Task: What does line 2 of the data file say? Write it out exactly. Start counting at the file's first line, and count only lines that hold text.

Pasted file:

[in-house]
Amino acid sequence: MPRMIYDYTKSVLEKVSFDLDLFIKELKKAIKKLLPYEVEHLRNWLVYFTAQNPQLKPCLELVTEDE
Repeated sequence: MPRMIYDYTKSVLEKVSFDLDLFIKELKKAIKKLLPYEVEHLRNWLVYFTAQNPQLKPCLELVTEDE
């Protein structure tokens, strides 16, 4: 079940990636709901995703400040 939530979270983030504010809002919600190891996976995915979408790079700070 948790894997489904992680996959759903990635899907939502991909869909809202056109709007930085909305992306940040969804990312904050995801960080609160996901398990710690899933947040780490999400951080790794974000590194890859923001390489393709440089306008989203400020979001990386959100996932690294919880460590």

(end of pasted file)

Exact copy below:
Amino acid sequence: MPRMIYDYTKSVLEKVSFDLDLFIKELKKAIKKLLPYEVEHLRNWLVYFTAQNPQLKPCLELVTEDE